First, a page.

Sam Stout's mother, Frances, passed away in 2009. As executor of her estate, the Hartford man researched her assets, went to probate court and paid hundreds of thousands in estate tax to both the Internal Revenue Service and the State of Connecticut.
But it's what happened last year that set him on a course to contact the NBC Connecticut Troubleshooters.
Last June, Stout received a letter out of the blue indicating his family had $32,000 coming to them in a "lost asset."
"I thought it was good news. I contacted the state they said they had the shares of Wellpoint, Inc.," Stout said.
They were in his late mother's name, so he had to go through probate yet again.
He owed $4,400 in back taxes on the $32,000, because it was part of the estate.
But Stout said the state was looking for more: $3,300 in interest.
"Why should I pay interest on money I didn't even know I had?" Stout asked.
The state charged him 1 percent per month on the unpaid liability, dating back to March 2010, when he paid the original tax bill on his mother's estate.
According to the State Treasurer's office, the law requires that securities are sold on receipt. The state holds it as "unclaimed property" and invests the money until the rightful owner comes forward to claim it. That, said Stout, seems like "double dipping."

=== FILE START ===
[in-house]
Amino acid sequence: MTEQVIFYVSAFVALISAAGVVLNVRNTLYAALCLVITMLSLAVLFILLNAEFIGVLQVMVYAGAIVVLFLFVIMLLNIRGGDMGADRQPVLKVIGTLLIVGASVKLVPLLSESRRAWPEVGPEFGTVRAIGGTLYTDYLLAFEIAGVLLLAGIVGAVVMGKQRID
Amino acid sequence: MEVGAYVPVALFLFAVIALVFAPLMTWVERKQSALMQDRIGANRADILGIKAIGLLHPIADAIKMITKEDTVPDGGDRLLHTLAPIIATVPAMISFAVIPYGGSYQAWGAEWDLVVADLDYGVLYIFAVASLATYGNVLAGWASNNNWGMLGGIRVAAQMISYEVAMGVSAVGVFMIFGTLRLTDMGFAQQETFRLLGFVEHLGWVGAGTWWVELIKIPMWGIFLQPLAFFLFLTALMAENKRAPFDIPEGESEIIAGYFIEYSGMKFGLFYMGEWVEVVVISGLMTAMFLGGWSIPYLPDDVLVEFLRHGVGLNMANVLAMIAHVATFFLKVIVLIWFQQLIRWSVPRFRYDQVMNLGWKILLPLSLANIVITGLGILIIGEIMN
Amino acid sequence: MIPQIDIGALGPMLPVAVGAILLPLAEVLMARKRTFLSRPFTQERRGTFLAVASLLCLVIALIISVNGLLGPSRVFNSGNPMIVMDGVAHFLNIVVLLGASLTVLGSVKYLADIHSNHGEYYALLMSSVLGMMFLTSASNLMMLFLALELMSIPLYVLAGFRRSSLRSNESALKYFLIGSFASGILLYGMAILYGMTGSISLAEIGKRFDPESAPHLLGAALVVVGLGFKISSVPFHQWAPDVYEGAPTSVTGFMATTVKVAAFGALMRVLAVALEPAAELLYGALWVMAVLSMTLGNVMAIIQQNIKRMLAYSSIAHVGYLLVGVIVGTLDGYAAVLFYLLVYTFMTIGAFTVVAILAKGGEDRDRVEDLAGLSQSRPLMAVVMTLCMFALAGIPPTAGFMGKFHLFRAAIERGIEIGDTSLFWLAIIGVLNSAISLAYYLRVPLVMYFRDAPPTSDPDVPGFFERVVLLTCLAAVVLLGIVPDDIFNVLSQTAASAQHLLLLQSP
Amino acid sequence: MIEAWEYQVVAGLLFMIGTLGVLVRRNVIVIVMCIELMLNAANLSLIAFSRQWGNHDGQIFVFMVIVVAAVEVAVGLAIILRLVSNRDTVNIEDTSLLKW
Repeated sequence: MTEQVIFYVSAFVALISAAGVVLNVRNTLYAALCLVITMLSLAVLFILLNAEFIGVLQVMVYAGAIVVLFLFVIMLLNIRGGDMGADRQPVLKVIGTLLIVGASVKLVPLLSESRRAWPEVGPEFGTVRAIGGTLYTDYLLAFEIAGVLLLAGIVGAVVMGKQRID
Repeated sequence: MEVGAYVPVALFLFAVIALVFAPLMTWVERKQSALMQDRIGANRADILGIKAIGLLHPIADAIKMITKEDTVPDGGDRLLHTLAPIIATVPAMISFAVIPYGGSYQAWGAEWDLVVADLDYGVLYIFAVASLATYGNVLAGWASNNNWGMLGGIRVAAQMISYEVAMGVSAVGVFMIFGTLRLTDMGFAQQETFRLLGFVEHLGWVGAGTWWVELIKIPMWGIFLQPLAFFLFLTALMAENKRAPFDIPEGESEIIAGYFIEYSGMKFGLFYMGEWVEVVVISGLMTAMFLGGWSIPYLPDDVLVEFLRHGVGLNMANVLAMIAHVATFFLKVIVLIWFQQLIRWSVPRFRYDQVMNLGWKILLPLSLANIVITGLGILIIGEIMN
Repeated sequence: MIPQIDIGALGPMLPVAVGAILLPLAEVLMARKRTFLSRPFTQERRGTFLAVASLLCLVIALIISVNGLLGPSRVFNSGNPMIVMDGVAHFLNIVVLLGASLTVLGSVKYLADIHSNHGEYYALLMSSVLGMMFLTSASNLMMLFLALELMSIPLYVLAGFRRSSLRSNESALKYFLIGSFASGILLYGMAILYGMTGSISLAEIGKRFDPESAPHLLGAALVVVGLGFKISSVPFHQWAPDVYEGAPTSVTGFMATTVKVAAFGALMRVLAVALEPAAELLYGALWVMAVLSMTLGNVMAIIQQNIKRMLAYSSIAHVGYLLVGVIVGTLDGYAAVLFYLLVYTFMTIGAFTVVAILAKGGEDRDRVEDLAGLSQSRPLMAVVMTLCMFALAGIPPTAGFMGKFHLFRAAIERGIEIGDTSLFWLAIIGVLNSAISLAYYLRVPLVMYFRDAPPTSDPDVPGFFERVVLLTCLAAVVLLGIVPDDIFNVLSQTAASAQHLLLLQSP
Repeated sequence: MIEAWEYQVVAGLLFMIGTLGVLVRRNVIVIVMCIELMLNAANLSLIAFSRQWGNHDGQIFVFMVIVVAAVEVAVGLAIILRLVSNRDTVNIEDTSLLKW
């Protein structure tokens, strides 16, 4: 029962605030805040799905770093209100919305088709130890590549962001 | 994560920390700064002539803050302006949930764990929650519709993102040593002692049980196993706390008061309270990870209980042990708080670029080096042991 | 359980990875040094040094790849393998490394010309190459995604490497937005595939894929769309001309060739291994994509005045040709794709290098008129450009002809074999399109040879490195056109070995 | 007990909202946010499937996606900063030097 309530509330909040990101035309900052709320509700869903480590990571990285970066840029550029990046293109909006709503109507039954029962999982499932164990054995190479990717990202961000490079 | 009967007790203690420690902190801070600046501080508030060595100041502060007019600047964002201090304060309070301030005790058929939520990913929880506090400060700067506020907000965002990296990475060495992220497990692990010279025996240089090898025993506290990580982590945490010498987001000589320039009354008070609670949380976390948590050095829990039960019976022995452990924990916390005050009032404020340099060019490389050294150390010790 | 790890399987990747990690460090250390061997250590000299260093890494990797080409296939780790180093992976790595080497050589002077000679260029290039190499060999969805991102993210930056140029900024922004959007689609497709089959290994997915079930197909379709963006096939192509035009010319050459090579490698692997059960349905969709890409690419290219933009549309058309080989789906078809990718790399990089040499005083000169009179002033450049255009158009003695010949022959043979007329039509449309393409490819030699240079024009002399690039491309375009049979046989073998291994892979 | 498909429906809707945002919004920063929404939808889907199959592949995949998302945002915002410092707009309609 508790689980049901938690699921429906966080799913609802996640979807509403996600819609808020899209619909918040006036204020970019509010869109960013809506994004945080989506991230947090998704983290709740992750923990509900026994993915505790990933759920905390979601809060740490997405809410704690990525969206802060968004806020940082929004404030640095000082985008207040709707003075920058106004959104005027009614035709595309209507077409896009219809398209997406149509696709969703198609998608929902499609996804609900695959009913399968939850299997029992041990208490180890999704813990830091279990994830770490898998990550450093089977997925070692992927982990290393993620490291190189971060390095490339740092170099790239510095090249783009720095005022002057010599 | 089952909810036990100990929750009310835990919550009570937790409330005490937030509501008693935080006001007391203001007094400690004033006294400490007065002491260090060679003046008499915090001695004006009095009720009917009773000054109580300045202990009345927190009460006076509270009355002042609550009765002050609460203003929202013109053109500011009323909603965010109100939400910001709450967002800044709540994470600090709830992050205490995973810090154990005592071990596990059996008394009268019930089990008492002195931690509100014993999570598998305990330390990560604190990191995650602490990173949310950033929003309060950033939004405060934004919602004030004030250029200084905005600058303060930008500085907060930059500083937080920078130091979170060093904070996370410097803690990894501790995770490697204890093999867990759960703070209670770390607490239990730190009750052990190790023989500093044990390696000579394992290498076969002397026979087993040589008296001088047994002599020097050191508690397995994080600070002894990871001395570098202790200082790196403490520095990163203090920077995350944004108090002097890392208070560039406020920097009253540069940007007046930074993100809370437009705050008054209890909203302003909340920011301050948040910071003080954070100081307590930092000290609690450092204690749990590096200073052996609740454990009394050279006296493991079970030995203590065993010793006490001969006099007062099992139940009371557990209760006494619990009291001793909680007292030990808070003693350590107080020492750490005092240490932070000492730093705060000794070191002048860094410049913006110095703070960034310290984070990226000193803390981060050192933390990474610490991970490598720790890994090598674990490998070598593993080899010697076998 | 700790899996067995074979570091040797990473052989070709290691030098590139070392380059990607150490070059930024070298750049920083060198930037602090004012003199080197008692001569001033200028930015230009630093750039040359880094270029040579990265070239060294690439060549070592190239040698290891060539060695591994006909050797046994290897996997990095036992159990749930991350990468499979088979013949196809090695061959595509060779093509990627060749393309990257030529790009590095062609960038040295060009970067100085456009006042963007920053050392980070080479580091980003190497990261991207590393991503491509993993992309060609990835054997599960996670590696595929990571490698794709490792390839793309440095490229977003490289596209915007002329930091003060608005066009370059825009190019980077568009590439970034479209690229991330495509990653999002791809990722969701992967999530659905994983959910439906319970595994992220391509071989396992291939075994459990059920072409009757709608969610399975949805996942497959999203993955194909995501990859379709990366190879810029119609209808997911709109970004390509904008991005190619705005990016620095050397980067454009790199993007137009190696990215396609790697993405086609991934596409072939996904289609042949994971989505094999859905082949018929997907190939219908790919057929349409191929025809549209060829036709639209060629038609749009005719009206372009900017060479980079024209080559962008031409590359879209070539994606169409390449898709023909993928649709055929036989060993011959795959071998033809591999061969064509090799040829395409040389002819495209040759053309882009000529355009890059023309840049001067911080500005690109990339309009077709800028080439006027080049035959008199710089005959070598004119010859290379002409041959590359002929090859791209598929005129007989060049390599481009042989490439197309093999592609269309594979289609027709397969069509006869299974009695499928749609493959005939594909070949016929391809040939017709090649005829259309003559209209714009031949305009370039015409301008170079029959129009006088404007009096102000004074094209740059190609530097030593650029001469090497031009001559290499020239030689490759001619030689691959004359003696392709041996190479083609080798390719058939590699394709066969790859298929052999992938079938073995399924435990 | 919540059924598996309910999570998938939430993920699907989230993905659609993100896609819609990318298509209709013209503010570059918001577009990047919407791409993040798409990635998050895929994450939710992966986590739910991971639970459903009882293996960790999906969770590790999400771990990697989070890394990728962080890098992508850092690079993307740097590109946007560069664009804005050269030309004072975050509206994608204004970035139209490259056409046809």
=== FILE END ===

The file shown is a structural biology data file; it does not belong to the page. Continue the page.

"If you have money you don't know you have, the state's making money on it and if you go to get it, they're going to charge you for it," Stout said.
Longtime estate attorney Paul Bourdeau has no relationship with Stout or his family. He said the Internal Revenue Service has a three-year statute of limitations so the Feds don't even ask for back taxes, let alone interest, when something like this happens.
"If you had sent the IRS the amended return after the three year closure, they would not have accepted it. They would have sent your return back, sent your check back and said you're home free," Bourdeau said.
Bourdeau said Connecticut law is less clearcut, but he believes Stout has a strong case for an appeal.
"I think he could go to the DRS and said the statute of limitations has run, you didn't have the right to collect this tax and it should be refunded, together with the interest I paid," Bourdeau said.
The NBC Connecticut Troubleshooters contacted the Department of Revenue Services on Stout's behalf.
Commissioner Kevin Sullivan responded with a statement that reads:
"It's our duty to all other taxpayers that we collect what's legally due, including penalties and interest, when any taxpayer acts erroneously or knowingly attempts to evade the law. But DRS never wants to penalize taxpayers for trying to do the right thing. Based on what you have told me about this case, because I cannot legally disclose anything specific, there's room for further review and the taxpayer should contact my office."
Commissioner Sullivan said that if you do hide assets or income from the state, the DRS can reach back in audit and charge penalties and interest that could can add up to even more than the tax itself.